Prequel to the first Missing In Action, set in the early 1980s it shows the capture of Colonel Braddock during the Vietnam war in the 1970s, and his captivity with other American POWs in a brutal prison camp, and his plans to escape.
The archetypical renegade Texas Ranger wages war against a drug kingpin with automatic weapons, his wits and martial arts after a gun battle leaves his partner dead. All of this inevitably ... See full summary »
Danny O'Brien is back in action fighting the notorious Simon Moon, also known as The Terror. Three years earlier O'Brien had single-handedly captured The Terror and was called Hero by the ... See full summary »
After surviving an attempt on his life by his former partner, officer Cliff Garrett (Norris) exacts revenge on those who wronged him by going undercover as a hit man. He works to gain the ... See full summary »
A terrorist, Rostov, is planning to unleash a reign of terror on the U.S.. But before he does he decides to go after Matt Hunter, a former CIA agent who lives in Florida. Hunter once had Rostov's life in his hands, but on orders took him alive, and now Rostov is plagued by nightmares of Hunter killing him. So Rostov goes after him but misses, so Hunter, who has already been approached by his former employers to go after Rostov, after initially turning down the job, because he believed that they should have let him terminate Rostov when he had the chance, decides to go after him. But he is only one man and Rostov has hundreds of men ripping the country apart, so how will he stop it? Written by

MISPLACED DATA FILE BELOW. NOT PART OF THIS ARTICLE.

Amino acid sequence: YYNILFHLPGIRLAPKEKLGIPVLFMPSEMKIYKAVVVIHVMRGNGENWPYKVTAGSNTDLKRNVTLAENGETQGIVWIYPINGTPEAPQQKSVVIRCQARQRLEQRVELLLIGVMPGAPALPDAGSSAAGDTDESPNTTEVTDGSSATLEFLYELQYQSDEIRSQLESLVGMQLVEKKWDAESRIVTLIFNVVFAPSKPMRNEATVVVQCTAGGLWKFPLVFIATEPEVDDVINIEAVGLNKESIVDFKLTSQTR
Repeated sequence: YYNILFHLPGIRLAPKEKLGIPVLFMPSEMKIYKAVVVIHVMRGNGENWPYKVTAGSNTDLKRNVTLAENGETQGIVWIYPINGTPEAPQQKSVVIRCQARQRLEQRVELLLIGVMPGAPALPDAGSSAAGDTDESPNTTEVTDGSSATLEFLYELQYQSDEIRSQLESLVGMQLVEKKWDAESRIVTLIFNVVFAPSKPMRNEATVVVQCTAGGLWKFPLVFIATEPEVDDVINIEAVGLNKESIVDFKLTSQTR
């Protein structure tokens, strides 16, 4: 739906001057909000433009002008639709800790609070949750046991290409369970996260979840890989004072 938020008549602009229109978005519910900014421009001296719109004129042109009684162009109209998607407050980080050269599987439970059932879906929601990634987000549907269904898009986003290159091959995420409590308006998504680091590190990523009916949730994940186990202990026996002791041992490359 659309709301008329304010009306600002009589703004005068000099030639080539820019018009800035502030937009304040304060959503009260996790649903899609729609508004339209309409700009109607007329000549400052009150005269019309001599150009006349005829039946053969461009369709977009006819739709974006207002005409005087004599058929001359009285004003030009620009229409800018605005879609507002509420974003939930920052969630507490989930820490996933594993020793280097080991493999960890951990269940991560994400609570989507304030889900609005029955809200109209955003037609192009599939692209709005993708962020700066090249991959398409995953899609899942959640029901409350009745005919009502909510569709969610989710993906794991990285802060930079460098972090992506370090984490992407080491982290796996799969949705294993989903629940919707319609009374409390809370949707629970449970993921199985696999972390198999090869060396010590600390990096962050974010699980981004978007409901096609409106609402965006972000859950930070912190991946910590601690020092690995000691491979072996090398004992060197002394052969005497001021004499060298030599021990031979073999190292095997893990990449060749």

Tomas and his henchman arrive at the strip club in a brown Chevy Camaro, and park beside a red Cadillac. After dispatching some thugs and a prostitute, Hunter breaks Tomas' hand and puts a live grenade in it. Everyone scampers for safety except the wounded Tomas, who throws the grenade through the window. It lands on the Cadillac, blowing it up. The Camaro has disappeared. See more »
If you come back in, I'll hit you with so many rights you'll be begging for a left.
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Even if you were not aware of the tongue in cheek web phenomenon that pitts Mr Norris against the world in a series of ludicrous, herculean stand offs, (it may well be one of the funniest and longest running "jabs" at a cult eighties celebrity) the re modifications the action genre has gone through since the Eighties have ensured that today, even the most casual viewer can expect something more from his hero beyond barking machine guns and cheesy one liners.
Sadly, it is not a question of "Invasion USA" simply having aged rather badly over the years. Without wishing to state the obvious the film is truly dire - for reasons that go well beyond basic maturation. In fact had Mr Norris not been so delightfully mocked in the site mentioned above, the film's ripe comedic scenarios could just have easily have been mined for other, far less savory material.